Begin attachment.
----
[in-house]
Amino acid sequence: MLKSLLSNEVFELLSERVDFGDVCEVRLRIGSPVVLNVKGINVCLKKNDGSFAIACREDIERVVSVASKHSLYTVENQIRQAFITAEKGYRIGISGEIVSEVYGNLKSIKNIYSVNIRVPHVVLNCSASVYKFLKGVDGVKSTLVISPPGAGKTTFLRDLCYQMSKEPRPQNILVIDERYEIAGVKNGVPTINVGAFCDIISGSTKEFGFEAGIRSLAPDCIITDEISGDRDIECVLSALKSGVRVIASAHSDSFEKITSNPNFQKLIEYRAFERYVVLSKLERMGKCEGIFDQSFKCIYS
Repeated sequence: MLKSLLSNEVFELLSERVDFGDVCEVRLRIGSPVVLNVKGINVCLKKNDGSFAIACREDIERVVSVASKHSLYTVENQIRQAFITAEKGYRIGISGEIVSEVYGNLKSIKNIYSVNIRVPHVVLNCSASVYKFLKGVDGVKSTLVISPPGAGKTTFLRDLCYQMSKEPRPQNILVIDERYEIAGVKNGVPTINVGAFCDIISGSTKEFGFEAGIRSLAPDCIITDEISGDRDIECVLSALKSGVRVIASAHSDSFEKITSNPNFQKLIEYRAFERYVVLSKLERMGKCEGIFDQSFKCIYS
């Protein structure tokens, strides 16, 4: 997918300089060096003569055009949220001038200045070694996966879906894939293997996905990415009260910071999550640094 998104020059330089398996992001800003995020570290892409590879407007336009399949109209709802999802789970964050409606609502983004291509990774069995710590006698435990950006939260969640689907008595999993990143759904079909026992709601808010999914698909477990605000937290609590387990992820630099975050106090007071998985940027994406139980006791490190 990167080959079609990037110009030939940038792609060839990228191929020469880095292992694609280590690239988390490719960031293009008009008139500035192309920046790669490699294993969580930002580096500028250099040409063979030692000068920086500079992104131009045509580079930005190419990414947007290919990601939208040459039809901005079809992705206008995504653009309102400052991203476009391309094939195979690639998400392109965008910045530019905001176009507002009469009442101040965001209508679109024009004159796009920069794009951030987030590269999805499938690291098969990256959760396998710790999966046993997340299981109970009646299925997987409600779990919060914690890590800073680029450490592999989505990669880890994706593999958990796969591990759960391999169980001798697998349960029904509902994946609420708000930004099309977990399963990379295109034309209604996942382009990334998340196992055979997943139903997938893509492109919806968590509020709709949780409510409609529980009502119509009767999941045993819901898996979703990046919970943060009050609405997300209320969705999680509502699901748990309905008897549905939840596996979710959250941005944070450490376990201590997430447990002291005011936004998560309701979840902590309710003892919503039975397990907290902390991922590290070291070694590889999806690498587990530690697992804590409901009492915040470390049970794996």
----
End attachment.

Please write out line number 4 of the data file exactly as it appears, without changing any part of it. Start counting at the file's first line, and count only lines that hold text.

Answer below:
């Protein structure tokens, strides 16, 4: 997918300089060096003569055009949220001038200045070694996966879906894939293997996905990415009260910071999550640094 998104020059330089398996992001800003995020570290892409590879407007336009399949109209709802999802789970964050409606609502983004291509990774069995710590006698435990950006939260969640689907008595999993990143759904079909026992709601808010999914698909477990605000937290609590387990992820630099975050106090007071998985940027994406139980006791490190 990167080959079609990037110009030939940038792609060839990228191929020469880095292992694609280590690239988390490719960031293009008009008139500035192309920046790669490699294993969580930002580096500028250099040409063979030692000068920086500079992104131009045509580079930005190419990414947007290919990601939208040459039809901005079809992705206008995504653009309102400052991203476009391309094939195979690639998400392109965008910045530019905001176009507002009469009442101040965001209508679109024009004159796009920069794009951030987030590269999805499938690291098969990256959760396998710790999966046993997340299981109970009646299925997987409600779990919060914690890590800073680029450490592999989505990669880890994706593999958990796969591990759960391999169980001798697998349960029904509902994946609420708000930004099309977990399963990379295109034309209604996942382009990334998340196992055979997943139903997938893509492109919806968590509020709709949780409510409609529980009502119509009767999941045993819901898996979703990046919970943060009050609405997300209320969705999680509502699901748990309905008897549905939840596996979710959250941005944070450490376990201590997430447990002291005011936004998560309701979840902590309710003892919503039975397990907290902390991922590290070291070694590889999806690498587990530690697992804590409901009492915040470390049970794996």